Monday, December 4, 2017


PHENOMENALITY: *uncanny // marvelous*
CAMPBELLIAN FUNCTIONS: *sociological, psychological*


Just to get my phenomenological concerns out of the way, MURDER BY DECREE is predominantly a film of the uncanny. As I've done with a very few other entries here, I've denoted what I've elsewhere called the "centric phenomenality" first, while adding that there is an "eccentric phenomenality" that barely impacts on the narrative. In this film, the one element of marvelous phenomenality is that of a psychic who gives the hero some clues regarding the identity of Jack the Ripper. The psychic's abilities are presented as irrefutable, so they don't fit the model of the "ambivalent powers" that I've discussed in such films as 2004's RENEGADE. Yet the story certainly isn't primarily about this particular marvel, so that I judge that the element is eccentric in nature.

Another set of comparisons, perhaps more germane to detective-film fans, is that MURDER BY DECREE is the second major film to pit Sherlock Holmes against the Ripper, following in the footsteps of 1965's A STUDY IN TERROR. DECREE shares some of STUDY's concerns, which I summarized thusly:

Hill’s film uses the menace of the Ripper murders for the purpose of societal critique.  Throughout STUDY the fate of the prostitutes menaced by  “Saucy Jack” indicts the callousness of British society, an indictment with which the conservative Doyle might not have agreed.  Holmes is placed in the position of striving to both save the marginalized poor and to keep the government, whatever its faults, from falling into chaos.

It's certainly possible that someone involved with the later film, directed by Bob Clark not long after his seminal slasher-film BLACK CHRISTMAS, saw STUDY and decided to attempt the same theme with a bigger budget. (DECREE's budget was $5 million, while STUDY's was more like $200,000. At the same time, the official source for DECREE is a Holmes-less nonfiction book, THE RIPPER FILE, so a lot of the similarities may be attributed to popular speculations about the identity of "Saucy Jack." Still, it's interesting that actors Anthony Quayle and Frank Finlay appear in both movies, with Finlay even portraying Inspector Lestrade in both.

The greatest difference between the two films is that whereas STUDY's Jack is a genuine "perilous psycho" whose psychotic activities are covered up by representatives of the British government. In DECREE, there really is no "Mad Jack," but rather two relatively sane murderers killing English prostitutes in apparently ritualistic patterns. All of their efforts are devoted to throwing off suspicion about their real purpose: to conceal the past indiscretions of a real-life aristocrat. (False names are used for the conspirators, though originally they too were based on actual personages.)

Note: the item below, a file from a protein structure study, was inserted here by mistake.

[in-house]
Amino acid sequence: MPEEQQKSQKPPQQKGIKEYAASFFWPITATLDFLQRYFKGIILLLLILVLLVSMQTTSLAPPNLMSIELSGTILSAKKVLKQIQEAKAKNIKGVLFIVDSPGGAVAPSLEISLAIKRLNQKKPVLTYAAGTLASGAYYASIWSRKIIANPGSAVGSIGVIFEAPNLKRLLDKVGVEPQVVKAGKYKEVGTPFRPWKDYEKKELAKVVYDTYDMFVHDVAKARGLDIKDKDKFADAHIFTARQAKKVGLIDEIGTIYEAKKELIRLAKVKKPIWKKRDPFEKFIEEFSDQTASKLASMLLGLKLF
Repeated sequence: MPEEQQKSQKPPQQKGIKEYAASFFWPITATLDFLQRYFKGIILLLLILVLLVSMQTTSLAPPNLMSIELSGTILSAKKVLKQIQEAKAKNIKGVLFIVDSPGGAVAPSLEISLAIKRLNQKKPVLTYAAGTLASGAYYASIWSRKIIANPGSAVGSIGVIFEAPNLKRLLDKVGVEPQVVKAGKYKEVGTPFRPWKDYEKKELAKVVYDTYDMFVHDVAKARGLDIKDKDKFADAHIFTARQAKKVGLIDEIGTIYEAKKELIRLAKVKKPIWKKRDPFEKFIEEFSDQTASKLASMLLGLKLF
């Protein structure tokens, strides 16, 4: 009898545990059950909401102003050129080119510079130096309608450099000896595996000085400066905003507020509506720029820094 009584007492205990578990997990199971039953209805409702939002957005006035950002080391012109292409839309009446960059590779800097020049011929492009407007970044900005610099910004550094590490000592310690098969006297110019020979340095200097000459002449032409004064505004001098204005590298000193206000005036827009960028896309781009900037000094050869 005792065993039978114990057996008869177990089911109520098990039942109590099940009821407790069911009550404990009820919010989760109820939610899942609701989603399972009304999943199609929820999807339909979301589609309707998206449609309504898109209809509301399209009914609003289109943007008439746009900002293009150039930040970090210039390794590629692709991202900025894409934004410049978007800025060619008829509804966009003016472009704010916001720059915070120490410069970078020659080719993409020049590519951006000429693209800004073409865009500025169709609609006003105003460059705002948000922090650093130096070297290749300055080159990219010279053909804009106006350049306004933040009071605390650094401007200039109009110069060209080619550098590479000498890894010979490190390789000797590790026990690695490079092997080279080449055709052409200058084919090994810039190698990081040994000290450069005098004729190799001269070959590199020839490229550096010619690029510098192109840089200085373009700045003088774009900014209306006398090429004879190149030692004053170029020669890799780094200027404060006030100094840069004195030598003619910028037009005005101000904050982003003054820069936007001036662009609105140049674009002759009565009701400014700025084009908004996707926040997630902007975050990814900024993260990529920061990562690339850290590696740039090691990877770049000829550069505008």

Though director Clark had been associated only with low-budget films, the production has an "A-list" look all the way, particularly in its casting of Holmes and Watson with top-decker actors Christopher Plummer and James Mason. Their chemistry provides the film's best moments, particularly in little moments, like Holmes' impatience with seeing Watson try to pick a single pea off his food-plate without squashing it. However, for a Ripper film there are relatively few "spooky" moments, and gore is more implied than seen. Clark shows a few scenes in which the Ripper commits murders without showing his face, so that he seems in line with the killers of both giallo flicks and slashers. However, when Clark does let his "fake Ripper" be seen, the actor doesn't inspire fear or even convey the sense of being a tough customer. He and Holmes have a running battle near the conclusion of the film, but it's nowhere near as spirited a fight as the one in STUDY IN TERROR. On top of that, the fight is concluded when the fake Ripper gets caught in a fishing-net and somehow gets strangled in its coils.

Clearly director and writer chose to avoid the "thriller" aspect of STUDY IN TERROR, placing more emphasis upon the drama of Holmes' conflict as he learns that many of his country's high officials are implicated in the sordid case. Since even the presence of the fictional Holmes couldn't be allowed to contradict the established history of the Ripper, in which the killer is never publicly identitifed, Holmes is obliged to keep the solution of the mystery secret. John Hopkins' script demonstrates an admirable acquaintance with the political concerns of the time-- 1887's "Bloody Sunday" is referenced-- and the degradation of the English prostitutes is conveyed no less ably than in the 1965 film. Indeed, the dominant myth of DECREE, as with STUDY, is that of women's misuse by the male-centered culture-- though I tend to think the women in STUDY are given a bit more fleshing-out.

The Ripper murders are of course "bizarre crimes," and though there's no real psycho here, there are killers posing as a madman, which means that the film uses a "phantasmal figuration" trope not unlike that of THE CAT AND THE CANARY.

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